Initial Review
By Jan. 1, 2012 nominators should submit a short (no more than 500 word) letter of nomination discussing the candidate’s especially meritorious ability to enhance student learning and faculty peer teaching.

Detailed Review
If selected for further review a nominee shall provide by March 1, 2011:
(1) One reflective essay of no more than 2,000 words addressing these four questions:
(i) Describing your particular teaching context, what are your aspirations for your students/learning objectives?
(ii) How are your pedagogies (your structuring of both students' in- and out-of-class time), course content, assessment, and learning objectives aligned?
(iii) Citing evidence, what is the most significant student learning or lasting impact on students inspired by your teaching?
(iv) How and why might you change your classes in the future?
In answering these questions, please be explicit about the sources of the information (e.g. scholarship of teaching and learning, classroom practice, student feedback, etc.) that have influenced your pedagogical choices.

(2) At least four and no more than six letters of support. At least one letter must be from a former or current student. At least one letter must be from a philosophy colleague familiar with the applicant's classroom practice.

(3) While voluminous detail of minor matters will not be viewed favorably, additional supporting material may also be provided. Examples of such materials are:
- Brief course portfolio
- Teaching journal
- Evidence of student learning, with an accompanying explanation
- Student satisfaction ratings (aka course evaluations), with an accompanying explanation
- Samples of student work
- Video of class session(s)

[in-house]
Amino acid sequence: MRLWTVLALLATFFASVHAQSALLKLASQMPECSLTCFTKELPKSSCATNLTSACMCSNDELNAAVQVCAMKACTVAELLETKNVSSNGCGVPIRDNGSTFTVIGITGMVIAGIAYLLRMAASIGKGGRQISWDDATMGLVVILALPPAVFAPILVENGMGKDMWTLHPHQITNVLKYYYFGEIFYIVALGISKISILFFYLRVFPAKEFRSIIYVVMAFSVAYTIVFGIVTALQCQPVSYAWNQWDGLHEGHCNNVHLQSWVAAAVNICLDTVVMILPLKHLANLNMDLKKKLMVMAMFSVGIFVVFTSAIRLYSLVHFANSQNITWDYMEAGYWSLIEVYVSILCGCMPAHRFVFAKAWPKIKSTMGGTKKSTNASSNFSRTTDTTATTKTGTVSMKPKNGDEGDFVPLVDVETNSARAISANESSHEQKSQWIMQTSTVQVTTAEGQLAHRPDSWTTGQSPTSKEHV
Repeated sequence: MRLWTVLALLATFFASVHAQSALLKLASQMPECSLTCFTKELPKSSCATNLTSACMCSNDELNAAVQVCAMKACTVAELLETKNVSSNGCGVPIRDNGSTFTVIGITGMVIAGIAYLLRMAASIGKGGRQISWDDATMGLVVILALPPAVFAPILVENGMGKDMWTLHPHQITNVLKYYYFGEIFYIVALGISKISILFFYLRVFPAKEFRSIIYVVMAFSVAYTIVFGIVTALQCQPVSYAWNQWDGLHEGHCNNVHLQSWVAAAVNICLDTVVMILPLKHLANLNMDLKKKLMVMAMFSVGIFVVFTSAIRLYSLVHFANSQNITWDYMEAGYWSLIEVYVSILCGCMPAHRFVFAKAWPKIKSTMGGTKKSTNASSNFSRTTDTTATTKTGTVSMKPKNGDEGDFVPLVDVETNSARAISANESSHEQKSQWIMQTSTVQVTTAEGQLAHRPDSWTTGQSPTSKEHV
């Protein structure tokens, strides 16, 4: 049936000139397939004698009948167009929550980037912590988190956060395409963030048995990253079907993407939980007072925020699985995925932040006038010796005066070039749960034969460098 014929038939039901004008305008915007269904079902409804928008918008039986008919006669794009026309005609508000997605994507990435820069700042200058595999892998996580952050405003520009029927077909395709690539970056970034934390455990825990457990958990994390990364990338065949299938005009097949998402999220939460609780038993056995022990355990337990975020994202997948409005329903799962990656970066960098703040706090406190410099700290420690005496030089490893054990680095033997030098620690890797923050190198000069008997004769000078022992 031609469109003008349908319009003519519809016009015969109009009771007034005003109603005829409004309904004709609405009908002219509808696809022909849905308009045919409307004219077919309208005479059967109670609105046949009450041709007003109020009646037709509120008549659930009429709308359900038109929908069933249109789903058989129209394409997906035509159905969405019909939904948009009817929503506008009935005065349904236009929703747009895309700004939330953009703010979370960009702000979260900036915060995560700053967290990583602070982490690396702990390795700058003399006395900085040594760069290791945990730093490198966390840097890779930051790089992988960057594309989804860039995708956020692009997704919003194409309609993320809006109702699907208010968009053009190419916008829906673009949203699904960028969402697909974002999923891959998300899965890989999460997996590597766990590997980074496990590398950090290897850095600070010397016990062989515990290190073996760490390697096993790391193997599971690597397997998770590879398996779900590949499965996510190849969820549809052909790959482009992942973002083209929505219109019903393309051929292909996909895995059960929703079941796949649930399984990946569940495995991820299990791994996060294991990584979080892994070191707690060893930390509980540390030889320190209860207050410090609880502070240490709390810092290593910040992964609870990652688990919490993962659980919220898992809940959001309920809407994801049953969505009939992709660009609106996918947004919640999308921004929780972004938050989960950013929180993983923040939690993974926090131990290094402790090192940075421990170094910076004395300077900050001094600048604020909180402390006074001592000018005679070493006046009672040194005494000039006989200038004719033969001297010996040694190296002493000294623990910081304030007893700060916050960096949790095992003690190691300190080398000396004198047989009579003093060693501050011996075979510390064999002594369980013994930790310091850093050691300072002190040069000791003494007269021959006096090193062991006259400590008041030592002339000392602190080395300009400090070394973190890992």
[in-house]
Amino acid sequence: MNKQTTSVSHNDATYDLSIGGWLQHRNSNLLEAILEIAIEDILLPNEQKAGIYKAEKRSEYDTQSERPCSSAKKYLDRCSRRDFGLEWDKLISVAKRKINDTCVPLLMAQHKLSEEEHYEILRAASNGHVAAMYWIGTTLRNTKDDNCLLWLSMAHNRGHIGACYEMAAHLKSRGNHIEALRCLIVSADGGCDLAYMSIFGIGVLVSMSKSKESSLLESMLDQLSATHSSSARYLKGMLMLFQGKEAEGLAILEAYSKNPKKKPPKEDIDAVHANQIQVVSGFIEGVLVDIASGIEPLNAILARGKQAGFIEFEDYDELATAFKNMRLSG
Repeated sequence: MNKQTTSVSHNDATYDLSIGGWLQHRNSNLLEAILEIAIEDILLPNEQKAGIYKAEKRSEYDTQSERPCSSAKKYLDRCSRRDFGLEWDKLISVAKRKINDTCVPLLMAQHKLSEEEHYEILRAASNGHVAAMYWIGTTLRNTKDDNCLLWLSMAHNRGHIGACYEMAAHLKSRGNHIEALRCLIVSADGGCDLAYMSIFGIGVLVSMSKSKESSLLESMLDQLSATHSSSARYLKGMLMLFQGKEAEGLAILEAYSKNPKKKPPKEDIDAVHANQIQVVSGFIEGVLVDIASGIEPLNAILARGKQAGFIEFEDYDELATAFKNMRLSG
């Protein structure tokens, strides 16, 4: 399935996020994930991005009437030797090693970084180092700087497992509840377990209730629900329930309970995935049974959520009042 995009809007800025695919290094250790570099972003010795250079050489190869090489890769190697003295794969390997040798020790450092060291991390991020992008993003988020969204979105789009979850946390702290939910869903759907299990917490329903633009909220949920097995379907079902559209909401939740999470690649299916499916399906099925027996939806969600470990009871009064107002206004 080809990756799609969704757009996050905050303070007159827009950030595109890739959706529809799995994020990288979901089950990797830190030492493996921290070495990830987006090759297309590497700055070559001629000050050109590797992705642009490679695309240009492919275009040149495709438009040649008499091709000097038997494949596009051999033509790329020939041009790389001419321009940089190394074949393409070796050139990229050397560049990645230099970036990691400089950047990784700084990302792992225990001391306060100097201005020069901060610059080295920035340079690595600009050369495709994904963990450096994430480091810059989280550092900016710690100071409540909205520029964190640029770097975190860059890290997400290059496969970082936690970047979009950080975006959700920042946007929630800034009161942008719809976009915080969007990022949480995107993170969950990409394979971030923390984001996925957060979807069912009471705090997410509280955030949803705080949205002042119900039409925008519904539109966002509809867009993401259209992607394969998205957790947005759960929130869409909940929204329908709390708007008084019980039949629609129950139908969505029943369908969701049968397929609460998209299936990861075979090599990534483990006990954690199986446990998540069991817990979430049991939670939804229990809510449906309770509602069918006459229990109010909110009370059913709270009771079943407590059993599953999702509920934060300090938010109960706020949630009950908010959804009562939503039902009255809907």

- Course materials, particularly assignment guidelines and assessment rubrics
- A brief CV focused on teaching and learning

Thursday, August 18, 2011

What are you teaching this Fall?

I'm stealing this great post idea from John Protevi over at New APPS.

What are you teaching this Fall? What are your course loads? Do you have a link to a course website or course material you'd like to share?

This Fall I'm teaching:

Exploration and Discovery. (LC's first year core program course) capped at 19. My section is titled "Wisdom and Folly." We read White Noise by Don Delillo, portions of the Hebrew Bible, Matthew from the New Testament, the trial and death of Socrates dialogues, Aristotle's Nicomachean Ethics, Freud's Civilization and its Discontents and the graphic novel Watchmen.

Early Modern Philosophy. This is a 300 level course capped at 35 (17 enrolled). It's so impossible to put two centuries of philosophy into a single semester. I have to leave out so much. Instead I focus on teaching students how to do the history of philosophy by focusing on fewer figures for longer stretches of time. My focus in this class is mainly on mind and metaphysics.

Monday, August 15, 2011

Word limits, or concision vs. precision

L. Kimberly Epting's IHE article on the importance of precision in student writing got me thinking about a question I've struggled with in developing writing assignments: word limits.

Epting, a psychologist, notes that students who write concisely — tersely, compactly — don't always write precisely — exactly, unambiguously. Epting offers this anecdote:

Tuesday, August 9, 2011

I'll teach, you grade?

Ye olde Chronicle reports that a few instructors, and a few institutions, are divorcing the responsibilities of teaching from the responsibilities of grading. In some cases, the grading is done by a robot, in others, by a paid 'evaluator'. Here's how the latter works at Western Governors, an online university:

Monday, August 1, 2011

The potential of humble ol' e-mail to improve student writing

ISW reader James Somers has published a piece for theatlantic.com, advancing the notion that e-mail has underutilized potential for teaching writing. James' basic insight is not radical: Like any expertise, expertise in writing requires practice (10,000 hours of deliberate, feedback-intensive practice, according to Malcolm Gladwell). E-mail is a medium where students can get rapid feedback from professors on their writing.

As James sees it, e-mail feedback is the antidote to many of the practices typically associated with teaching writing, practices that do little to provide students the feedback-intensive practice they need in order to improve: